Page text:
Perhaps Kafka understood that his writing might suffer the same fate as Josephine’s piping, foreseeing those who would seek to profit off his words by cutting up his pages into legible aesthetic forms. Following him, then, we should not be surprised that The Lost Writings gives us fragments wrenched from context and presented without any explanation of their place in his notebooks, diaries, or collection of letters. One might defend this procedure as an effort to replicate the sense of disorientation and loss of context that Kafka registers in his work: historical dispossession, dissolution of ground and gravity, forgotten histories and unreadable handbooks, wayward travels with indefinite destinations, communications that falter or fail. But on the contrary, I would argue, the refusal to contextualize Kafka’s writing within its own history simply exploits this disorientation, trivializing the loss of time and place that marks his work.
Despite this mangling, the works in this volume do bring us into contact with provocative forms of dislocation. Each fragment begins with a narrator giving an account of a scene or addressing someone, but we do not know who is speaking or where they are, and rarely are we introduced to the addressee. Consider a few of these opening lines: “A rainy day. You are standing over the sheen of a puddle”; “I went abroad to live among foreigners. I hung my coat on a nail, no one looked after me”; “The Count was eating lunch, it was a quiet summer’s day.” The “you,” the “I,” and “the Count” are never concretely situated in time or space; indeed, the very suspension of those coordinates sets each scene. Often the literal ground cannot be found, or does not hold. For instance, one fragment, which unfolds in a single, circuitous sentence, describes a perilous procedure:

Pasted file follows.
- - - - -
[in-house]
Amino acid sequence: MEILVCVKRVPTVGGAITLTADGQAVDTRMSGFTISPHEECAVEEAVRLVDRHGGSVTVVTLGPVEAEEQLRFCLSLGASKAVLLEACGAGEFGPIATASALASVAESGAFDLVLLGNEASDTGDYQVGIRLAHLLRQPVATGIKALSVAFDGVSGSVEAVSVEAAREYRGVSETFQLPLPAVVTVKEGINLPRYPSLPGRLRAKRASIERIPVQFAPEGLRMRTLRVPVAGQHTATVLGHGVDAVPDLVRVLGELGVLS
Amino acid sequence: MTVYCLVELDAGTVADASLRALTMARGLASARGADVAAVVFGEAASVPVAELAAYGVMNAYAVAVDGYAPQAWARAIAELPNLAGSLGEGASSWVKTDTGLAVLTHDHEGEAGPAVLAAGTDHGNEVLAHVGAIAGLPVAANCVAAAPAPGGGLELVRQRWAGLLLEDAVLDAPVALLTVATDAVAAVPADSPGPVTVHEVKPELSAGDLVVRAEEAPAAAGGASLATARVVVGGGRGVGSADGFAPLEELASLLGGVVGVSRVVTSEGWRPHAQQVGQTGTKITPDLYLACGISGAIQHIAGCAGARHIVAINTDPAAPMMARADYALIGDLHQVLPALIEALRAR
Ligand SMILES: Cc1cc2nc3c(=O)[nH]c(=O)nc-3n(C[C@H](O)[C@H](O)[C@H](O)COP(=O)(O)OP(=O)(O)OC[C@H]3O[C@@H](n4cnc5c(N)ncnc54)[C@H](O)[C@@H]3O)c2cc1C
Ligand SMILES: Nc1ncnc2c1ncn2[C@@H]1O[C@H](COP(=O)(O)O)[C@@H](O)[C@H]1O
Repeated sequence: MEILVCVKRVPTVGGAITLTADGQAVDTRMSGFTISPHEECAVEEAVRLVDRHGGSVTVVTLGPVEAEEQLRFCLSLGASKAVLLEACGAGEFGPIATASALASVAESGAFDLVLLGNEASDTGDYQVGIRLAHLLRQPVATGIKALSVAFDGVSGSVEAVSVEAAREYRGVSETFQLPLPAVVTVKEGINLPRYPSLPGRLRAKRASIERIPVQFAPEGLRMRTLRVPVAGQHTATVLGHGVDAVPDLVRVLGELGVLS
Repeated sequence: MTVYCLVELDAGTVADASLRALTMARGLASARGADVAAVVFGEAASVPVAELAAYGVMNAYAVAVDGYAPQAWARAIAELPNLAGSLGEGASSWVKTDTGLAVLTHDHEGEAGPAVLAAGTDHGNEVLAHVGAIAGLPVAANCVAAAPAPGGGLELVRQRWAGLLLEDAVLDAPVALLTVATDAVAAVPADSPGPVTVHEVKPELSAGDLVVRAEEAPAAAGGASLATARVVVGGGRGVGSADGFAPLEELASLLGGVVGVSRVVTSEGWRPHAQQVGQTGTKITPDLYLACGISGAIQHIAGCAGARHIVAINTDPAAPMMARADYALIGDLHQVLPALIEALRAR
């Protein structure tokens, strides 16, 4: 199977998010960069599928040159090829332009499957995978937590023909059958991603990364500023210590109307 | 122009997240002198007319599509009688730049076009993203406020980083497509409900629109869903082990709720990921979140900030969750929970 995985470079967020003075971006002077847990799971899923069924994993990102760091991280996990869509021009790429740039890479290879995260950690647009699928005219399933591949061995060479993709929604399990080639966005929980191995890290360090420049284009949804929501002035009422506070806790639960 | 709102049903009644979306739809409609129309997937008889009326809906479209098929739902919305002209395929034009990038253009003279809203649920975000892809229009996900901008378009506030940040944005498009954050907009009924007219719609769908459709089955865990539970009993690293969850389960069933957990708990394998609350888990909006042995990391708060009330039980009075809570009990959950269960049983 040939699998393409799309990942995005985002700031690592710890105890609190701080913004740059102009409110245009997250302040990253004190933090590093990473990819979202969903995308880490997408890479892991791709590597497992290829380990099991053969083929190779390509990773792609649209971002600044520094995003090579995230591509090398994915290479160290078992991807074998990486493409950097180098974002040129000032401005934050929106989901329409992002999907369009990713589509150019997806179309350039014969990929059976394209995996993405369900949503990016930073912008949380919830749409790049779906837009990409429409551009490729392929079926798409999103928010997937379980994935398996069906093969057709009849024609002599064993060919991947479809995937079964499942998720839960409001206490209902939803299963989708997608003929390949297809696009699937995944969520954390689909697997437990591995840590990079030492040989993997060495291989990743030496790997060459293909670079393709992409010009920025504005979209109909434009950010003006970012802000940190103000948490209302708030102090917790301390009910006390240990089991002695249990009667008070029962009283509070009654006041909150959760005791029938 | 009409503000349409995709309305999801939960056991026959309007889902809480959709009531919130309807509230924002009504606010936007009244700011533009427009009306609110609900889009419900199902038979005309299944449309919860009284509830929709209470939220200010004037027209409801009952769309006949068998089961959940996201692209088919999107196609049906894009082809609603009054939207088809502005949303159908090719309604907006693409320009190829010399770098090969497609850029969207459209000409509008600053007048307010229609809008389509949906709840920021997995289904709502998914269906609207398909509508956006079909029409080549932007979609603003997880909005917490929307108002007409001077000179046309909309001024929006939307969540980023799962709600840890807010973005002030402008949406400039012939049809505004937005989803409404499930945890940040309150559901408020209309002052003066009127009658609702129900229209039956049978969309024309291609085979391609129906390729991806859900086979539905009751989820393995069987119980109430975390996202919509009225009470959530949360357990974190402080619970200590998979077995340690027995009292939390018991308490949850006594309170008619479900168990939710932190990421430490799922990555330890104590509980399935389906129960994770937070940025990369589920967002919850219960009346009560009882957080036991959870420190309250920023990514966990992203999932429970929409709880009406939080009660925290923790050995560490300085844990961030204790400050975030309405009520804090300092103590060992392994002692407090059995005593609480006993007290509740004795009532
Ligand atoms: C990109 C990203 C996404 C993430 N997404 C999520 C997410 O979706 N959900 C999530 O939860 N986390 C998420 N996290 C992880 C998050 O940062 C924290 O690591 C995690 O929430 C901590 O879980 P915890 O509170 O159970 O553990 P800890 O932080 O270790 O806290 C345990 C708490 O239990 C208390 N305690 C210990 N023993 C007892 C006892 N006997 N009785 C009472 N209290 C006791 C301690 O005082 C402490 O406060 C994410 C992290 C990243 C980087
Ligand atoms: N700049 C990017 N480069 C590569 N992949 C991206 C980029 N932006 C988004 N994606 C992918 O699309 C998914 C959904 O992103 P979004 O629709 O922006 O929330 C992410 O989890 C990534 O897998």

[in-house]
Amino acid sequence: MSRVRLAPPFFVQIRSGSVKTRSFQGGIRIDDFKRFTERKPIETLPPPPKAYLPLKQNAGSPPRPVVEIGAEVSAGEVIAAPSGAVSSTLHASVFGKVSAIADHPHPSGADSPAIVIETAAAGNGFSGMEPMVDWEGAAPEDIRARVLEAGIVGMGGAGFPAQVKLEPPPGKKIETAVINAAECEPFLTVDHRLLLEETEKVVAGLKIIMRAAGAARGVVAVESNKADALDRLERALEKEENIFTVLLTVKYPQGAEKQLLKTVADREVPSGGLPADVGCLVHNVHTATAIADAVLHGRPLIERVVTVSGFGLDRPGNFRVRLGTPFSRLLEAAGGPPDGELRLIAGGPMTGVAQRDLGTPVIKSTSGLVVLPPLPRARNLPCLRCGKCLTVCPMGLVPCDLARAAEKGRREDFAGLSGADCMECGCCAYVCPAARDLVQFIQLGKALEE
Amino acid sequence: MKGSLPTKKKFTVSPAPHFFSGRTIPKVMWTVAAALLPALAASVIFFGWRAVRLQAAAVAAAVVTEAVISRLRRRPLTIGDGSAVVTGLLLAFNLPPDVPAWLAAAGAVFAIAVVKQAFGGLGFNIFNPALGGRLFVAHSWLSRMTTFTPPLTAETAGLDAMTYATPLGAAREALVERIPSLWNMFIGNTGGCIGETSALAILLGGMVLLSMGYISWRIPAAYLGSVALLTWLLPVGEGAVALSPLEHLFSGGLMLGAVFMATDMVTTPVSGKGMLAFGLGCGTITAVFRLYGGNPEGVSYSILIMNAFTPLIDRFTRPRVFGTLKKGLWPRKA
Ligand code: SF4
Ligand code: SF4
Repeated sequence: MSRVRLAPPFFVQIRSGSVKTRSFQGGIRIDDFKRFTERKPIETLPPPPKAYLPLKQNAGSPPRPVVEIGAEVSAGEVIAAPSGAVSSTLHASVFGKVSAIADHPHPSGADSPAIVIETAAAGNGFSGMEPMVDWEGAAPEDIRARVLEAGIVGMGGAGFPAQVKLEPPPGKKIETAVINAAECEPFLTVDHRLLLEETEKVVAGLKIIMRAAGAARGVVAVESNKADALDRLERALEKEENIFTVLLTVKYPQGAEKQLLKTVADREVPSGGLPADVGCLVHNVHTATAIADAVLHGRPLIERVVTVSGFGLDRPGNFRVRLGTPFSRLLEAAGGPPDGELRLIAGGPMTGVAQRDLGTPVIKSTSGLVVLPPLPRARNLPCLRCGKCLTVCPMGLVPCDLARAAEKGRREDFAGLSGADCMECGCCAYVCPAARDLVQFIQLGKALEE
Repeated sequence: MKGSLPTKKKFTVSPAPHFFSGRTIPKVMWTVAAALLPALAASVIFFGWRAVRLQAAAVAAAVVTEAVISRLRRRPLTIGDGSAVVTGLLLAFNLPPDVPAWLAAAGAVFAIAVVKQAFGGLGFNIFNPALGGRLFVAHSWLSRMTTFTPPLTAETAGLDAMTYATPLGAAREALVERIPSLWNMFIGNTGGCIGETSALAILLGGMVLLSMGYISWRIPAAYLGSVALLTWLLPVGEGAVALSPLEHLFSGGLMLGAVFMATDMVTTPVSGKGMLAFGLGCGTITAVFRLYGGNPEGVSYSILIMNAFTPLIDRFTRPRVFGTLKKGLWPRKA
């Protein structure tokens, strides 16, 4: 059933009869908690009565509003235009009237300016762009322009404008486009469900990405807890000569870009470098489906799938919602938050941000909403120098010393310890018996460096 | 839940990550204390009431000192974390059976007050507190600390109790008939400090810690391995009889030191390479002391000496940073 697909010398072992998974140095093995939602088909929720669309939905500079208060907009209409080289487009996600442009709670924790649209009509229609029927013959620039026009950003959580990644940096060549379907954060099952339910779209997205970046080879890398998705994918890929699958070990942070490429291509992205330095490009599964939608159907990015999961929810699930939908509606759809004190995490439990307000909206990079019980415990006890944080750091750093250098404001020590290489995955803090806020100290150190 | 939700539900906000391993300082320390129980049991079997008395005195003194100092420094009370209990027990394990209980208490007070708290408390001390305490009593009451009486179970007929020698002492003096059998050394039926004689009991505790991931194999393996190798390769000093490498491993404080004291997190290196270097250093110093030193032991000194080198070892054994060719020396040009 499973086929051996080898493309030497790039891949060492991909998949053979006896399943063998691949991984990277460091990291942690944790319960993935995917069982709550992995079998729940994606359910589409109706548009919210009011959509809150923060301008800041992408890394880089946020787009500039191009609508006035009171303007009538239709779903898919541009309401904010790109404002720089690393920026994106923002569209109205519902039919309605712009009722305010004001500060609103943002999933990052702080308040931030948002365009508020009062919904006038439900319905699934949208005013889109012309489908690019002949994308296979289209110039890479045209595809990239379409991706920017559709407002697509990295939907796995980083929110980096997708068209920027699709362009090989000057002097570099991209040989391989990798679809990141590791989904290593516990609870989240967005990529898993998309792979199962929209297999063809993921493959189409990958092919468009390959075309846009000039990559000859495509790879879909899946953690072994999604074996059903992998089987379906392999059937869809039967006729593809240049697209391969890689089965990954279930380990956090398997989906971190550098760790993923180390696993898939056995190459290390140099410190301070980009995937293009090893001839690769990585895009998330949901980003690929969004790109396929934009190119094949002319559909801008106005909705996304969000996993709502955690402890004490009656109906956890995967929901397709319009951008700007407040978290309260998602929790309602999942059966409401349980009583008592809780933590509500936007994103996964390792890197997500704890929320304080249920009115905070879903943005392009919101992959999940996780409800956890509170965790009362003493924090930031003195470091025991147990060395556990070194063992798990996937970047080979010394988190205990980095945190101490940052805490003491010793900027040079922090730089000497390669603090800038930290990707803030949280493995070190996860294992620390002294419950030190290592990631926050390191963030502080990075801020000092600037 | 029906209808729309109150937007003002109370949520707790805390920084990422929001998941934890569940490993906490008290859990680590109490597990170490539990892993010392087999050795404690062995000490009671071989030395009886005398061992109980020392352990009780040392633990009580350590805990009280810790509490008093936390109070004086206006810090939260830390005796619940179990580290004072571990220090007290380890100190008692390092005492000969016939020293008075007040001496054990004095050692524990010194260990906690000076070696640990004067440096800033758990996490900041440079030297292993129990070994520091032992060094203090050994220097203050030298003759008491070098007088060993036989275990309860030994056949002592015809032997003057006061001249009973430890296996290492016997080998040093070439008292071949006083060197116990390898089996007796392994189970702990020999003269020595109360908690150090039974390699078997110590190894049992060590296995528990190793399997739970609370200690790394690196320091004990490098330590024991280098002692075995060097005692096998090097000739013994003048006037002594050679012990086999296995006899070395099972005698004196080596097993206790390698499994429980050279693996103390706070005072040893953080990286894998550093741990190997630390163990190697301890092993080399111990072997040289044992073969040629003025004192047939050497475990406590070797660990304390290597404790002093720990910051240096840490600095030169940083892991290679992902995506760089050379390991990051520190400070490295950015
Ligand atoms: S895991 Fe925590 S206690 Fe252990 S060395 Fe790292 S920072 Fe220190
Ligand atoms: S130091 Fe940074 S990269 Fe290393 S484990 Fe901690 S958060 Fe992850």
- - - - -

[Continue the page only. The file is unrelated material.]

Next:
A delicate matter, this tiptoeing across a crumbling board set down as a bridge, nothing underfoot, having to scrape together with your feet the ground you are treading on, walking on nothing but your reflection down in the water below, holding the world together with your feet, your hands cramping at the air to survive this ordeal.
Here, a precarious scene gradually unravels our assumptions about whether the central figure is subject to the laws of gravity. The “crumbling board” at first acts as a bridge, tenuously constructed yet still serving as some kind of ground. But as that ground proves to be a reflection in water, the “you” that had at first seemed more or less human—Kafka used the word “man,” a German indefinite pronoun referring to a non-specific person or humans in general—becomes an apparently supernatural being. Perhaps he is an inverted Atlas, holding the world together with his feet; he might also be some version of Jesus, who walked on water, or Narcissus, transfixed by his own reflection. A gentle indictment takes shape: It is not water on which you walk, Lord, but rather a reflection of yourself, a powerful narcissism on which the whole world relies. And in the sentence’s final move, this figure, however divine, is now also all-too-human: a body known only by its frantic limbs grasping in pain. In this fragment, as in many of Kafka’s stories, human bodies collapse under the weight of the ideals they are asked to uphold, exposing the tortured impossibility of a human form bearing divine powers. When theological illumination does take place, it occurs apart from, or at the expense of, the shape of the human. According to a fragment not included in this book, “The Messiah will come . . . when there is no one to destroy this possibility and no one to suffer its destruction”; in other words, the Messiah will come when no individual can receive him—perhaps when there is no longer an individual at all.